Details are leaking out of yet another reshuffle of the NSW opposition (here), but the question keeps getting louder and louder. Can the conservatives actually win in the Premier State?

Premier
Bob Carr is on the nose. He tried to win some short-term political
capital yesterday with a wonk’s wedge, putting up a bill to change
parliamentarians’ oath of allegiance to one to Australia and their
constituents, rather than Our gracious Sovereign Lady, the Queen (here) – a crass attempt to split monarchists and republicans in the Liberal party and the Nationals.

John
Brogden didn’t swallow the bait. He portrayed it, rightly, as a
distraction from “the real issues”, and the opposition voted against
the bill on those lines. That was smart politics – but will this
emphasis on “the issues” make J-Bro premier? Some social and political
trends might be running hard against him.

Over the last week, major features have appeared in the Sydney Morning Heraldand then The Australianwarning
about the power of the hard religious right in the NSW Liberal Party.
No doubt a lot of decaf soy lattés have gone cold as members of the
chattering classes have discussed this menace. This will be another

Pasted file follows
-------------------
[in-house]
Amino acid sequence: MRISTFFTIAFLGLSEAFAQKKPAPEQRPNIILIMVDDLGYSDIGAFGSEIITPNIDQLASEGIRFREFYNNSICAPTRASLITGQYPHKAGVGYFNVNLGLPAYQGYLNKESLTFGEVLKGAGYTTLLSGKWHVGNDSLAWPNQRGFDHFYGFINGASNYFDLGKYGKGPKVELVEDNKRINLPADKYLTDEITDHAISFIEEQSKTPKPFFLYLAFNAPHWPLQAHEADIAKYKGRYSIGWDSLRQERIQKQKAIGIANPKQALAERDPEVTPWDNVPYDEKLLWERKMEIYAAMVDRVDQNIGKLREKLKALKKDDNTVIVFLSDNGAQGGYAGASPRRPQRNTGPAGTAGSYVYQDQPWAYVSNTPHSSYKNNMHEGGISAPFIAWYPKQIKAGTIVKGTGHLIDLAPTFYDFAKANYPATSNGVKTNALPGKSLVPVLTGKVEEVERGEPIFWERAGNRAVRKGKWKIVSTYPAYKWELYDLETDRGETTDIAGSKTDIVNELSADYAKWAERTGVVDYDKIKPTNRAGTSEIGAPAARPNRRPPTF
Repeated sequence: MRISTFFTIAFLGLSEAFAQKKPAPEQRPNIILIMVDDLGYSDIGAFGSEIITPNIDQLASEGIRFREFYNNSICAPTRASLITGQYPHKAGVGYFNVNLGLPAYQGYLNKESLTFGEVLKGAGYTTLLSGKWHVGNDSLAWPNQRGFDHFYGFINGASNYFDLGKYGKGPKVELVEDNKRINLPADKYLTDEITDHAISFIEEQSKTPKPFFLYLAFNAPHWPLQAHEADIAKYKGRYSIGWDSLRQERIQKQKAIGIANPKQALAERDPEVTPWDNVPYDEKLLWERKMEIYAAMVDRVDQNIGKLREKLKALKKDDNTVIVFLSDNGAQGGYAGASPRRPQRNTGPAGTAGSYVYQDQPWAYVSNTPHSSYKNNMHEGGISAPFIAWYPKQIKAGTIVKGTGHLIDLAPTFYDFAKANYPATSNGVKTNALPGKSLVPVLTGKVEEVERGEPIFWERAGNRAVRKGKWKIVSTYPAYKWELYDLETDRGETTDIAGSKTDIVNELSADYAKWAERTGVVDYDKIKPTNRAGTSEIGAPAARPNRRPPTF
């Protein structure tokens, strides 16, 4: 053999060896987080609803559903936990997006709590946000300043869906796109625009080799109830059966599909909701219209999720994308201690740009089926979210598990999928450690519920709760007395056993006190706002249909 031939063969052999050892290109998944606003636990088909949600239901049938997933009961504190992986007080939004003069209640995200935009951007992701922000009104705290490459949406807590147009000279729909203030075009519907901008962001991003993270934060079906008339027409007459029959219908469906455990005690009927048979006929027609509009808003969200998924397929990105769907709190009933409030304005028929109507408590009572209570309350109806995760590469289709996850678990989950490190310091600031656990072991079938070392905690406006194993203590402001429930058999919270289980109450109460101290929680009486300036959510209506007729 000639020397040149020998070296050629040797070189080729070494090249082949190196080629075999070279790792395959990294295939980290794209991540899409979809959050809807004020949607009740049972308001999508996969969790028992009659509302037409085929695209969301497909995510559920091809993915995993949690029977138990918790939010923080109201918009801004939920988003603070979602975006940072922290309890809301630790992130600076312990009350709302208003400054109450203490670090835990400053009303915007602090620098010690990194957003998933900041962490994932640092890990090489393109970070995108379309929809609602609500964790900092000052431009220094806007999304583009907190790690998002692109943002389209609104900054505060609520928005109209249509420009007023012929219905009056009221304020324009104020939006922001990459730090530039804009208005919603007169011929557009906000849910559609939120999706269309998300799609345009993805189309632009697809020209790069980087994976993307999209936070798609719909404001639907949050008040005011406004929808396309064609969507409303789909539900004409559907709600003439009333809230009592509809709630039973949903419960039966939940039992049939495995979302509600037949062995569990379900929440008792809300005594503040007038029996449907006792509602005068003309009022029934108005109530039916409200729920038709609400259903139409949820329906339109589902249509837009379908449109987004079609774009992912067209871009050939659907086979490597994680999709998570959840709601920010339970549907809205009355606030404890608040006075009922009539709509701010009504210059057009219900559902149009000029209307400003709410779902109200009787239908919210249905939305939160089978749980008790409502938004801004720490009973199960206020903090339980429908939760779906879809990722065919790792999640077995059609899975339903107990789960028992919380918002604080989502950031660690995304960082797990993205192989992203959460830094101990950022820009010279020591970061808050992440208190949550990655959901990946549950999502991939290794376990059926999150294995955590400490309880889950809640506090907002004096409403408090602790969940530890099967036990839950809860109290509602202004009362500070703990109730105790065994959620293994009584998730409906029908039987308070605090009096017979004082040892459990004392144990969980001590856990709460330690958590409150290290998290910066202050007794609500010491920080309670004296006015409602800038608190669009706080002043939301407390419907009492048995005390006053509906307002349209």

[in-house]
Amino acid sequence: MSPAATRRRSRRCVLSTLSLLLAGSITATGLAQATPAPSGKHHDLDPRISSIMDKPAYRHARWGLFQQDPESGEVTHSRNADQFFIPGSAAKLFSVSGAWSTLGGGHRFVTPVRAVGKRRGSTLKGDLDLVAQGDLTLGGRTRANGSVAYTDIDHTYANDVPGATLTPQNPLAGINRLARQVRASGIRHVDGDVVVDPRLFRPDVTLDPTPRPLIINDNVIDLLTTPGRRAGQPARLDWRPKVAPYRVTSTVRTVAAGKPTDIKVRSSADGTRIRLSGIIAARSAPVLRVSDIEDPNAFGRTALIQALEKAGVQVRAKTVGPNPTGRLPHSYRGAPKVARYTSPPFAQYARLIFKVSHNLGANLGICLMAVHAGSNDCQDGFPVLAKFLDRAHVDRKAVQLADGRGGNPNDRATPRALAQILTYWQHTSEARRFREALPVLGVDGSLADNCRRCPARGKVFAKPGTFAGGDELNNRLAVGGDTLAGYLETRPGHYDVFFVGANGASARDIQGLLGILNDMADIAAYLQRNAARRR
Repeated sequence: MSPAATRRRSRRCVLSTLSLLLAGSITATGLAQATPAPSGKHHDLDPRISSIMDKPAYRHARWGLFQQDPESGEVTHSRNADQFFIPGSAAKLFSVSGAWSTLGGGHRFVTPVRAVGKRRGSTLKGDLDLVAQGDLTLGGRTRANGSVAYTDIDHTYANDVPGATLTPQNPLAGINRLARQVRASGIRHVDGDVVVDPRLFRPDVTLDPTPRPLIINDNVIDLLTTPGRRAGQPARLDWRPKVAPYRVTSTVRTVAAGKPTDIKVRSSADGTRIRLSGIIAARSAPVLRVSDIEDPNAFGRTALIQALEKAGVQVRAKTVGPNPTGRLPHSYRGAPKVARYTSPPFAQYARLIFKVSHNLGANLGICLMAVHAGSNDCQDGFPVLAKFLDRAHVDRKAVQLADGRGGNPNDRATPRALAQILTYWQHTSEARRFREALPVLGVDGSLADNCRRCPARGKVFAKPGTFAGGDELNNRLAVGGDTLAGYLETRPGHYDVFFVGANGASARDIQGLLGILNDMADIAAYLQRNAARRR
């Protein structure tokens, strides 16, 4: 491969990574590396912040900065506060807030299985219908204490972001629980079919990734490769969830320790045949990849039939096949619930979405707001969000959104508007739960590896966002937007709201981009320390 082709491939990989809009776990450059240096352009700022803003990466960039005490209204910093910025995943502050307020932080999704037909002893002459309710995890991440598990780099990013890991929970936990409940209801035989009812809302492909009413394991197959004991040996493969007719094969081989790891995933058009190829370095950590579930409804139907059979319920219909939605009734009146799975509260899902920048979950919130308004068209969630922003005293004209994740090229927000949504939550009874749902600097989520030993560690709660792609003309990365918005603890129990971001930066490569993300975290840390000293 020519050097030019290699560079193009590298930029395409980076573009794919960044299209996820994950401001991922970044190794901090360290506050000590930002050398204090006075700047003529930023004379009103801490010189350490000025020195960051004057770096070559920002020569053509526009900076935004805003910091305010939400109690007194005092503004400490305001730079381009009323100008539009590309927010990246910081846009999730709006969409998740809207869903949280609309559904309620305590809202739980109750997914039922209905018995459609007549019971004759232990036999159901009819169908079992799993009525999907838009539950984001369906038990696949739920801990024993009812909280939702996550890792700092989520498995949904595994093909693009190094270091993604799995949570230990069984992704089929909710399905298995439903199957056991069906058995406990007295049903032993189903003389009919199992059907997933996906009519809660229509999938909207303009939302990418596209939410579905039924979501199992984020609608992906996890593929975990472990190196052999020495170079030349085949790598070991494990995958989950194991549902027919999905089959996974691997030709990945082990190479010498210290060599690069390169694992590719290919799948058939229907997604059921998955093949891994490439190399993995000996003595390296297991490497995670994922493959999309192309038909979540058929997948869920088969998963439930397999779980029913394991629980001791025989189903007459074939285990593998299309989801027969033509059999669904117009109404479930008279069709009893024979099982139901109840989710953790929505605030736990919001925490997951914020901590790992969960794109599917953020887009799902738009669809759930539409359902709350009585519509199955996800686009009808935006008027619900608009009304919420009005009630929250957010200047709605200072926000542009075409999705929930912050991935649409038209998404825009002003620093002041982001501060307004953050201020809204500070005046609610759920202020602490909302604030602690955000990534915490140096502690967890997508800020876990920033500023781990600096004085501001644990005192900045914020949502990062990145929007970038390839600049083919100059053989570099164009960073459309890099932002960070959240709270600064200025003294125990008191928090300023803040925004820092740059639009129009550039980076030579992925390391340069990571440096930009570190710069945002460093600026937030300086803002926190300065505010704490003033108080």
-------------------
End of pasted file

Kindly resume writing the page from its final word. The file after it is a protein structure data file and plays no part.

doctors’ wives’ issue come election time, if Labor and its media mates
play it properly. It will threaten Liberal votes in the city.

The
Libs seem unable to find a candidate for Manly. What should be a safe
seat seems to have fallen firmly into independent hands. A rag tag bag
loaded down with local government baggage seem to dominate the local
party – and no-one believes the party’s promises to replace the traffic
snarl of The Spit bridge with a tunnel.

Even more worrying,
however, must be the rise of country independents – and the death of
the Nationals. Dubbo, Northern Tablelands, Tamworth and Port Macquarie
should all be safe National seats. They’re gone. Coffs Harbour and
Ballina may be at risk. New South Wales pundits think the Nats will
lose a seat and gain one on paper in the next redistribution, leaving
the Liberals’ country cousins with just ten MPs after the next poll.

The
only bright spot might be the inner-city seat of Bligh – if Clover
Moore decides that being Lord Mayor of Sydney is actually a full-time
job – but given the, er, diverse demographics of that electorate who
knows how it would go. With votes wandering in the city and the bush
revolting, can the NSW conservatives actually win enough seats to gain
office – no matter how shonky Carr & Co are?

Peter Fray

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